Culturally responsive pre-service teacher development: A case study of the impact of community and school fieldwork

Date of Completion

January 2005


Education, Bilingual and Multicultural|Education, Teacher Training|Education, Curriculum and Instruction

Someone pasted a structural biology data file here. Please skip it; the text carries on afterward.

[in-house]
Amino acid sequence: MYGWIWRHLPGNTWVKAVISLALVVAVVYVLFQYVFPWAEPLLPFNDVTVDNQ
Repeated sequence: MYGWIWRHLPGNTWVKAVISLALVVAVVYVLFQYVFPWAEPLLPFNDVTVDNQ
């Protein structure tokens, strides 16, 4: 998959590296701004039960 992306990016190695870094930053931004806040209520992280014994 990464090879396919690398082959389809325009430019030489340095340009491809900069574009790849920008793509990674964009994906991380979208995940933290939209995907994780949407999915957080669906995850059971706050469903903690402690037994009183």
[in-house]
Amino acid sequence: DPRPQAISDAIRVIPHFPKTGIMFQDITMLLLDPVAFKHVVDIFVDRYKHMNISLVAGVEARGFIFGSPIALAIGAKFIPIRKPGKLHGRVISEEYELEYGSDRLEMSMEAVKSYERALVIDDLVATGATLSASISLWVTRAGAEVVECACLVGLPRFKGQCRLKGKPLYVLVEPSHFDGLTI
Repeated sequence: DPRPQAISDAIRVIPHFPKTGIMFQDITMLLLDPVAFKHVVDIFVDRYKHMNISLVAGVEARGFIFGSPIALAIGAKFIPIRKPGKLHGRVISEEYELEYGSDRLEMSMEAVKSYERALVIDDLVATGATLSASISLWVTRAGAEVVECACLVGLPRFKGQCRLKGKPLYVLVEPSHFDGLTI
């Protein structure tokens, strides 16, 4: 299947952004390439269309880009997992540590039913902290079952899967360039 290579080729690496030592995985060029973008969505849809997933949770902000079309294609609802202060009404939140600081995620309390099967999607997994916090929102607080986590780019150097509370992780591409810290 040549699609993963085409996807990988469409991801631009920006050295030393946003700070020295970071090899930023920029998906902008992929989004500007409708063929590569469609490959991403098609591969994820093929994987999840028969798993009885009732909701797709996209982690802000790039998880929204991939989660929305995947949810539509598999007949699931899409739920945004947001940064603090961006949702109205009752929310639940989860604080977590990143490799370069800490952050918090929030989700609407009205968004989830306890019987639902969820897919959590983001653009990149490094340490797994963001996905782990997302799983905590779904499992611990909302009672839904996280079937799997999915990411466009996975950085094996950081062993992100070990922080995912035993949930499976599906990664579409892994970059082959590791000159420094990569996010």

Multicultural students have disproportionately underachieved in school, unchecked by traditional partnership school fieldwork experiences preparing future teachers. Teachers' development of multicultural competence is imperative for reversing achievement trends. Culturally responsive teaching (CRT) comprises what practitioners and researchers believe to be the best practices for teaching and learning. Part of the challenge to develop a culturally responsive teaching force becomes the responsibility of teacher education programs to find more comprehensive programs for pre-service teachers. ^ A supported field experience constitutes the most emphatic experience before actual work in a classroom. Although useful in preparing prospective teachers in many areas, the strategy of placing pre-service teachers in partnership school settings has been criticized as being “not sufficient” for developing CRT traits. Community service learning fieldwork has been shown to fill the cultural gaps of school isolated fieldwork experiences. However, there is a lack of research examining the impact of school-community fieldwork on pre-service teachers' CRT. Assessing pre-service teachers' multicultural education knowledge and skills; attitudes, beliefs and expectations; and cultural awareness/racial identity, this study examined supported school-community fieldwork learning experiences to understand how these particular fieldwork strategies affect CRT development. ^ The University of Connecticut's Neag School of Education provides partnership school-community supported fieldwork experiences within the priority Connecticut urban school district and community of Windham. These experiences are final full year internships for students who have completed student teaching and reflect the agendas of National Network for Educational Renewal, Holmes Partnership and service-learning programs. Data was collected for four participants enrolled in Windham internships using the (MECCA) Multicultural Education and Cultural Competency Assessment survey in conjunction with interview, observation, focus group, and journal writing. Through grounded theory analysis, case study narratives were provided on each participant's CRT development and program CRT development affect. ^ Case study results suggested that fieldwork components had minimal affect on participants' CRT development. The manner in which participants pursued personal learning within their program inhibited their respective CRT development. Not successfully challenging participants to unlearn their approach, fieldwork program components reinforced the non-significant CRT growth trends demonstrated in case studies. ^